WASHINGTON -- The Bush administration designated the Taliban rulers of Afghanistan and six other governments the world's worst persecutors of religious believers, but rejected calls to include other countries the White House views as key in the war on terrorism.
Human rights groups complained that Saudi Arabia, Turkmenistan and Uzbekistan should have been added to the annual list released by the State Department. The groups charged that the nations were omitted because the Bush administration needs their help in combating the Taliban and Osama bin Laden's al-Qaida terrorist network.
The State Department added just one government, North Korea, to its list of the most egregious offenders of religious liberty. The Taliban and the governments of China, Iran, Iraq, Myanmar and Sudan were also on the list last year.
State Department spokesman Richard Boucher said officials did not pull any punches to avoid disturbing the anti-terrorism coalition, noting that China and Sudan have both provided "good cooperation" to the U.S. war on terrorism despite their continued presence on the list.
"Religious freedom remains an important aspect of U.S. foreign policy," Boucher said.
The State Department is required to issue its list under the International Religious Freedom Act of 1998. The White House, in turn, is required to impose sanctions on the designated countries, although officials are given wide latitude in choosing the penalties. The administration also can waive the sanctions if it deems it would be in the national interest to do so.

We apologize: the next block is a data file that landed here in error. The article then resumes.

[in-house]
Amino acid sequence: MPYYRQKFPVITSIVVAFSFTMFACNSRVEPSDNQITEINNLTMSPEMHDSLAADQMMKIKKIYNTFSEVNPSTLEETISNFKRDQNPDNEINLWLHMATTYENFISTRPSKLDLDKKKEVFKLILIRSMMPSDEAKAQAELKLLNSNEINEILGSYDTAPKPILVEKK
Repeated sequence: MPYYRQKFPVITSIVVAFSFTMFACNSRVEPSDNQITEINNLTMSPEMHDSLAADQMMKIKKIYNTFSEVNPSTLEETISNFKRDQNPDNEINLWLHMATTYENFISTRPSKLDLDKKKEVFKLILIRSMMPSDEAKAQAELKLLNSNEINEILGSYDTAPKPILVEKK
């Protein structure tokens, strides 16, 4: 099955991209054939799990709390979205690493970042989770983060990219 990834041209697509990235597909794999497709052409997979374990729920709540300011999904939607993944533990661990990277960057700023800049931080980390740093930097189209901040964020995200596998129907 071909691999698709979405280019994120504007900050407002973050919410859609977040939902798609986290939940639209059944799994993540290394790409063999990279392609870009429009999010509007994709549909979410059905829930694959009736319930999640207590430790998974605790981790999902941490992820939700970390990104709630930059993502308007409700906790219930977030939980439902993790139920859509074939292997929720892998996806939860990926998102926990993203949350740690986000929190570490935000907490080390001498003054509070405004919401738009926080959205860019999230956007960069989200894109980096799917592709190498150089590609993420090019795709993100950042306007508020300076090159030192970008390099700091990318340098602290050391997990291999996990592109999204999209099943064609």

The government's own Commission on International Religious Freedom -- an independent body appointed by the president and congressional leaders -- had urged the department to add North Korea, Saudi Arabia, Turkmenistan and Laos this year. Non-governmental human rights groups also called for the inclusion of Uzbekistan.
"We are pleased to see that North Korea is a country of particular concern," said Lawrence J. Goodrich, spokesman for the commission. "We believe that Saudi Arabia, Laos and Turkmenistan are countries of particular concern and should have been so designated."
Boucher conceded that "there is, essentially, no religious freedom in Saudi Arabia," noting that the government prohibits the open practice of any religion other than Islam. But he said the situation was unchanged from last year, so "one would not expect the designation to change."
He made much the same point in discussing Uzbekistan and Turkmenistan, Islamic countries on Afghanistan's northern border.
"Clearly, the administration doesn't want to offend the allies through excessive truth telling," said Tom Malinowski, an official at Human Rights Watch. "The ironic thing is that getting too close to countries that crush religious freedom may be more damaging than keeping our distance."
The report was sharply critical of religious practices in Saudi Arabia, Turkmenistan and Uzbekistan, even though the countries are not on the list.
Both Uzbekistan and Turkmenistan are accused of persecuting Muslims who refuse to attend state-controlled mosques.
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